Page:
Local March 27, 2018 | 1:13 pm

Seminar launches medical marijuana debate

Pedro Ortiz Cortés and Germán Monroig-Pomales. Image from diariolibre.com

Santo Domingo.- Eight months ago the use of marijuana for medicinal purposes was legalized in Puerto Rico. Based on this fledgling experience, business representatives from the neighboring island plan to launch the debate on this alternative form of relief for chronic and degenerative diseases in the Dominican Republic.

Pedro Ortiz Cortés and Germán Monroig-Pomales of CannaEduca announced a seminar on “Legal, social and economic aspects of medicinal cannabis: the case of Puerto Rico” on April 6th at the JW Marriott hotel in Santo Domingo. For more information, see www.cannaeduca.com

“We are trying to raise awareness and generate debate in the appropriate forums… to start the process based on the experience of Puerto Rico, a society that has a lot in common with the Dominican Republic, and where just five years ago the subject was still taboo,” said Monroig-Pomales.

He acknowledged that although the use of medicinal marijuana use is prohibited under Dominican law, he believes that this country has the potential to develop this market because “it has been economically successful and has shown openness toward issues of development”.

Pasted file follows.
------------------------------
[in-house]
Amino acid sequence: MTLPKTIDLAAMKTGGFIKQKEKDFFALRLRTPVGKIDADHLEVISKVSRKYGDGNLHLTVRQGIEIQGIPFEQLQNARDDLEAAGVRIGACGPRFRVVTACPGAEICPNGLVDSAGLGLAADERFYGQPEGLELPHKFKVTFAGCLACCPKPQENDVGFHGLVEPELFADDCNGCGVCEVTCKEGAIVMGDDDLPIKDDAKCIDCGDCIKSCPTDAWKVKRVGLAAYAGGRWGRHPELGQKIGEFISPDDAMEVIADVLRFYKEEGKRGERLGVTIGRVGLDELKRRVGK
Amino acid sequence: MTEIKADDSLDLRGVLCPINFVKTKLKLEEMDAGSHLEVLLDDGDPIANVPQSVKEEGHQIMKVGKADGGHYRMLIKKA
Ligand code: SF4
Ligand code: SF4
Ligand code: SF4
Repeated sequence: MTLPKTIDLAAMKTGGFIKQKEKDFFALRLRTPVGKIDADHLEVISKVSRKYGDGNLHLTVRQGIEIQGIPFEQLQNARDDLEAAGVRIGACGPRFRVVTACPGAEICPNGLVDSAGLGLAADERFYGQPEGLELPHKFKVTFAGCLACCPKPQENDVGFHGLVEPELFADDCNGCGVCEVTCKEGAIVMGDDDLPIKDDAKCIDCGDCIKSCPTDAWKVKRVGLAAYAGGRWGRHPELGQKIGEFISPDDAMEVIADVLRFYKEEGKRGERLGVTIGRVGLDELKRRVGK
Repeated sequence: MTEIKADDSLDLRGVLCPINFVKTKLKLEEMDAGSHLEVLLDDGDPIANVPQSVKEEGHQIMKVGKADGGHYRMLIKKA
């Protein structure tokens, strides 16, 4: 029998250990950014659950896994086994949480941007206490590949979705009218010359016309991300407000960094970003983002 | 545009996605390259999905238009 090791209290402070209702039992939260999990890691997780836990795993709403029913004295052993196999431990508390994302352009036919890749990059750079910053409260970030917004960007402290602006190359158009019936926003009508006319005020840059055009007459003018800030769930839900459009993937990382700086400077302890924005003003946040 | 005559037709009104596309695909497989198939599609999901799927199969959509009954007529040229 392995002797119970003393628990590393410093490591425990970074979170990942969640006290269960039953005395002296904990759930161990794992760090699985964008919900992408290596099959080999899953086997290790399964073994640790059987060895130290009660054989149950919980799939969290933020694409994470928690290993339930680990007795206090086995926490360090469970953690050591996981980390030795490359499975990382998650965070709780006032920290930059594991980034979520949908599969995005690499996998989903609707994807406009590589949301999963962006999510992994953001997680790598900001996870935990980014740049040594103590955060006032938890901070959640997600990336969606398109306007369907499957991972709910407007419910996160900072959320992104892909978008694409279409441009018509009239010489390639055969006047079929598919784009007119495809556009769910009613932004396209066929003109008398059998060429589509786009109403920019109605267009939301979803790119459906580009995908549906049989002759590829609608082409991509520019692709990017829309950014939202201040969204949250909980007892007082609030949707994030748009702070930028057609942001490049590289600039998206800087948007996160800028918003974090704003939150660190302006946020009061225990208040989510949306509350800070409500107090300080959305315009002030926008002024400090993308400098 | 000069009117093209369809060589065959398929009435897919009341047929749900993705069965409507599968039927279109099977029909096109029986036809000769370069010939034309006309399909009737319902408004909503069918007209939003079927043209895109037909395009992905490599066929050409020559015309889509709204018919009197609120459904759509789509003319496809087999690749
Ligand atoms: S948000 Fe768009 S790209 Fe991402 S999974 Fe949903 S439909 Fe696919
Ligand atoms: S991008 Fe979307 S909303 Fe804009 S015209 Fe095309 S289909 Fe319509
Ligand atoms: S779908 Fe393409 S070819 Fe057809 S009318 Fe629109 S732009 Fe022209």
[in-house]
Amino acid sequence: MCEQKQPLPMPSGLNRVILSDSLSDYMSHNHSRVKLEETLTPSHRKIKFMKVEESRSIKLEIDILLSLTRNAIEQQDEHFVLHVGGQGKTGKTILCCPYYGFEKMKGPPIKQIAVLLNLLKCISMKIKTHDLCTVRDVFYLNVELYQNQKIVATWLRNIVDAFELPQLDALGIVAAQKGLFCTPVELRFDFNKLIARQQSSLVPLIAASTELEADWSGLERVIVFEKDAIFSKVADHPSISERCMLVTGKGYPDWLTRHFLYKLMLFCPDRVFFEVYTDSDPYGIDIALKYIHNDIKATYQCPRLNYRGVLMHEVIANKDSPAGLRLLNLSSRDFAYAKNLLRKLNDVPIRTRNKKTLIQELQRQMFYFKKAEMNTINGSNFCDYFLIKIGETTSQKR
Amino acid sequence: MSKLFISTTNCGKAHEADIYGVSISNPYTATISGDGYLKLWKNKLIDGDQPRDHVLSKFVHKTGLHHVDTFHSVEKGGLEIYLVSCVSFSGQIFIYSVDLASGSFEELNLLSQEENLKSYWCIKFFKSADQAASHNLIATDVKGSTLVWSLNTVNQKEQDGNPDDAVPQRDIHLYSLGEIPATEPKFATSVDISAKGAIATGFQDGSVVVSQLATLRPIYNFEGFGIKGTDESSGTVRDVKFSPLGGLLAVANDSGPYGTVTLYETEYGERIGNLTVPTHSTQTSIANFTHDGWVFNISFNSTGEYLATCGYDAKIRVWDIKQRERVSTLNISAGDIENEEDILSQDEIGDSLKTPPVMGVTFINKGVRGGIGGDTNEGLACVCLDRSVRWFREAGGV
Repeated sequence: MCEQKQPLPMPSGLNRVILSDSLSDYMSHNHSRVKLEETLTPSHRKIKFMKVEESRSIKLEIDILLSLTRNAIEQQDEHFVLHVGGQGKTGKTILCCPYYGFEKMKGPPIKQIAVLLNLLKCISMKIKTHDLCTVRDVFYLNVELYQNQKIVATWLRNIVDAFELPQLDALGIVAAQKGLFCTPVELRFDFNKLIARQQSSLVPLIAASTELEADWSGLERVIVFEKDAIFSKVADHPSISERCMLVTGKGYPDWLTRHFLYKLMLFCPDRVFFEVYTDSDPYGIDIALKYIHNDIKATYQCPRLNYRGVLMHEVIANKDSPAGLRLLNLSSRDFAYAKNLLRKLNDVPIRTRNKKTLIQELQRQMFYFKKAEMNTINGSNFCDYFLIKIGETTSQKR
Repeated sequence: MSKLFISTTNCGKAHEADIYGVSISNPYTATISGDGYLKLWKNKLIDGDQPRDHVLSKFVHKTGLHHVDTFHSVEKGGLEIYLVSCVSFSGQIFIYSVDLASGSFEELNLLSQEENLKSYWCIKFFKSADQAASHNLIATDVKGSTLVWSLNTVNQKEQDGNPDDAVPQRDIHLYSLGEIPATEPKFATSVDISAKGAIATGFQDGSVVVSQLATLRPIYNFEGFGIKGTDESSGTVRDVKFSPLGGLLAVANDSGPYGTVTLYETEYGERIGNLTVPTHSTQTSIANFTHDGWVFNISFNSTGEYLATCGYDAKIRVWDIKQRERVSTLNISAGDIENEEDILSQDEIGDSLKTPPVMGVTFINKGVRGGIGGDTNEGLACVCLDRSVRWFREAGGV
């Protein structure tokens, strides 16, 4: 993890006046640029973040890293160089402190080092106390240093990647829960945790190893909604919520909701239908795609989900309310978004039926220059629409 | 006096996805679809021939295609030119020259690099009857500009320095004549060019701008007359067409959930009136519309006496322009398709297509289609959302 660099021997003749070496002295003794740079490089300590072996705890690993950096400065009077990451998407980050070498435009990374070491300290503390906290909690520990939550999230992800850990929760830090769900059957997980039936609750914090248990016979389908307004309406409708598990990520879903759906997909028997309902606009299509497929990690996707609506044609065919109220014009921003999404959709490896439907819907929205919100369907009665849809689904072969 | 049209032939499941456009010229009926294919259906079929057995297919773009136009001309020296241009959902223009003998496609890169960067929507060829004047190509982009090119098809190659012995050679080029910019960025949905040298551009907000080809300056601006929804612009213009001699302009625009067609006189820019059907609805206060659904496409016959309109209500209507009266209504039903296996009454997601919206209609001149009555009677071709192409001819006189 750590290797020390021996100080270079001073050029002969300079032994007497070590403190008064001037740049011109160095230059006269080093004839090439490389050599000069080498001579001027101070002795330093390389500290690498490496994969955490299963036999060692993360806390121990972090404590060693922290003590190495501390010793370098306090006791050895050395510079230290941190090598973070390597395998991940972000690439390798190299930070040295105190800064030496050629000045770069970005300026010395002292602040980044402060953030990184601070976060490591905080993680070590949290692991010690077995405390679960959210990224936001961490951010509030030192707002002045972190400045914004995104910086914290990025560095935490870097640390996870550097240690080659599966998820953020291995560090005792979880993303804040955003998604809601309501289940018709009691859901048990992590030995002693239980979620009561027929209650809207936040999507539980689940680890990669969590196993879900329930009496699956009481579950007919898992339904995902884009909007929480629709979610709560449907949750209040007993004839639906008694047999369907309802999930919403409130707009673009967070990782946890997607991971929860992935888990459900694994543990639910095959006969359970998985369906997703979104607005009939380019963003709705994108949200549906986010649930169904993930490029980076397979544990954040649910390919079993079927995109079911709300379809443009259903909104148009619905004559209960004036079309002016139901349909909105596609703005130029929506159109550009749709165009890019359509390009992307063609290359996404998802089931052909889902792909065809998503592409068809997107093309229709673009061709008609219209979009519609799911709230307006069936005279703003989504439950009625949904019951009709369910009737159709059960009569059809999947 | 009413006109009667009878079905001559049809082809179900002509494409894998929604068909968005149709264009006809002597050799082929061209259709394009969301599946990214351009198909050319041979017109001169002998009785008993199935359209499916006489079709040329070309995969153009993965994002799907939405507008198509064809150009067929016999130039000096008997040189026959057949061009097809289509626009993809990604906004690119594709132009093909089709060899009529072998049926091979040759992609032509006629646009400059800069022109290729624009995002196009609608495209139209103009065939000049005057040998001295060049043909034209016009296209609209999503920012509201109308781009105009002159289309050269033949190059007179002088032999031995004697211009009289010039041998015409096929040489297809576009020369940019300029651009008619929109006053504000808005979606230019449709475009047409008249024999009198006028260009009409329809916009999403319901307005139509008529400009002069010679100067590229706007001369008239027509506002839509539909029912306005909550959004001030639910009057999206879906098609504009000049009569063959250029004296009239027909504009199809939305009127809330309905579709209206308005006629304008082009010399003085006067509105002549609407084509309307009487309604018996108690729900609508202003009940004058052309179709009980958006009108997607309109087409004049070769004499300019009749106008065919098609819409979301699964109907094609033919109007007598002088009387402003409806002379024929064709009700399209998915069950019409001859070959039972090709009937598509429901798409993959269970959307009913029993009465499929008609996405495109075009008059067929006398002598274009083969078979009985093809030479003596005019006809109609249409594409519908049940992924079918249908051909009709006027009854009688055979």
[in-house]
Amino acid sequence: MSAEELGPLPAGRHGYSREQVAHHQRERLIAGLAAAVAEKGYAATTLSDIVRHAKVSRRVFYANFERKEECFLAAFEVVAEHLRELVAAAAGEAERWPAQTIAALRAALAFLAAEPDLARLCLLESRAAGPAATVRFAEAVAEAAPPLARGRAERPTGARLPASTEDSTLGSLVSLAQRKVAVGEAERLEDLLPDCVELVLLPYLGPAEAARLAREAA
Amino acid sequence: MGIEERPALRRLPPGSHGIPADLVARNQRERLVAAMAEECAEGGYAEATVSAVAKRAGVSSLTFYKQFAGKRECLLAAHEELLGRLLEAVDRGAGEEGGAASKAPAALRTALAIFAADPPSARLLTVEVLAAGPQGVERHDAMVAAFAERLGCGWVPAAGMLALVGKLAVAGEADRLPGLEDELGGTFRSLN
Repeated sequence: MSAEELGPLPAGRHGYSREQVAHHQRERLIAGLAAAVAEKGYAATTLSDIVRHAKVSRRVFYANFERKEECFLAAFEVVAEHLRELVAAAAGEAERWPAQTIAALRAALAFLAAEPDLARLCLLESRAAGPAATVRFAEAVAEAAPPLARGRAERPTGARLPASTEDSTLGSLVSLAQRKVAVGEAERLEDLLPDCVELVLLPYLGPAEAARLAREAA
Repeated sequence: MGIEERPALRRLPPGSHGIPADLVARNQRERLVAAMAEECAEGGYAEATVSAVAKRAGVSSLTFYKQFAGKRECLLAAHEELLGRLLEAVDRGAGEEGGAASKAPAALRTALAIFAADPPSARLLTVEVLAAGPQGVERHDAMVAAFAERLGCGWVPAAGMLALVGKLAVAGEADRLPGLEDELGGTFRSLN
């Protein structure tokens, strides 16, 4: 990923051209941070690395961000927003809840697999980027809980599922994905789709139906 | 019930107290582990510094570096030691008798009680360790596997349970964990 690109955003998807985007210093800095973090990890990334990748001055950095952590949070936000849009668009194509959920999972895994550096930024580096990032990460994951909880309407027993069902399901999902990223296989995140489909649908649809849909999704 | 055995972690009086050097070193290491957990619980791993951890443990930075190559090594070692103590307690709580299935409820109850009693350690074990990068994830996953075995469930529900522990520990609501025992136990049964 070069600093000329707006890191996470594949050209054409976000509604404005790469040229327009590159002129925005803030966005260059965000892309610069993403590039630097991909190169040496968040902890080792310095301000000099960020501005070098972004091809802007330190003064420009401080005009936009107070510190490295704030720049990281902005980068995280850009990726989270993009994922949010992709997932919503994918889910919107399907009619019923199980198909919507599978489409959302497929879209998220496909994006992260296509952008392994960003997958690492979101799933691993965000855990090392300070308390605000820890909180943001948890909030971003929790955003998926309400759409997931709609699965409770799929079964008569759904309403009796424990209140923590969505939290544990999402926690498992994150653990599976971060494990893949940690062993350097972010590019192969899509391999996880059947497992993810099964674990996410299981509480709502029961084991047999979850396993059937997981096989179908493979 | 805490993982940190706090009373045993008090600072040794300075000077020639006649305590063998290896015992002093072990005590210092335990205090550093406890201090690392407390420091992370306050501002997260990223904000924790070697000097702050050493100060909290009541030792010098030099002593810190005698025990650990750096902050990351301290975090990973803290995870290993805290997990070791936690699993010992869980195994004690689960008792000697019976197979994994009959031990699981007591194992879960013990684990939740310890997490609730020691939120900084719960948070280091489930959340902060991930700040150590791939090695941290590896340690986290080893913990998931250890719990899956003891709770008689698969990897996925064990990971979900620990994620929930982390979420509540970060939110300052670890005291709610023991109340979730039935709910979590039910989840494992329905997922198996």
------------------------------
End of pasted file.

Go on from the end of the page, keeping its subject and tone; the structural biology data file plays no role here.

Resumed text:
Former governor of Puerto Rico, Alejandro García Padilla, who authorized the medicinal use of marijuana in Puerto Rico, is scheduled to attend the seminar.

The executive order was issued in March 2015. Medicinal marijuana started being sold to patients for a range of ailments in December 2016. According to Ortiz Cortés, who worked as the former governor’s advisor and administrator of the Puerto Rican government employee retirement system, more than 22,000 patients have been approved, 70% over the age of 50.

“The experience has been good. The approval process is rigorous, it has to be passed by a doctor and a health department licensing board, and then by a dispensary.”

He denied that marijuana was a gateway drug to other substances and that the legalization of medicinal cannabis could encourage illegal sales.

He clarified that the medicinal marijuana dispensaries offered pharmaceutically manufactured products that “are nothing like the marijuana that is smoked like a cigarette,” and that it comes in tablets, lotions and oils, as well as other forms.

He spoke about the potential for medicinal tourism in the Dominican Republic: “People come here from all over the world to enjoy the beaches and the culture; when planning tourism development in the Dominican Republic, people will come for medical treatment,” he said.

The decision to legalize medicinal cannabis in Puerto Rico was taken on the basis of a range of studies carried out in the United States on the therapeutic properties of cannabis and its derivatives.

“These studies support the use of the plant to relieve the pain caused by multiple sclerosis, the AIDS virus, glaucoma, Alzheimer’s disease, migraine, Parkinson’s, and other diseases that often do not respond to traditional treatments,” said Garcia Padilla at the time. In July 2017, Ricardo Rossello, then governor of the island, signed the law regulating its use.

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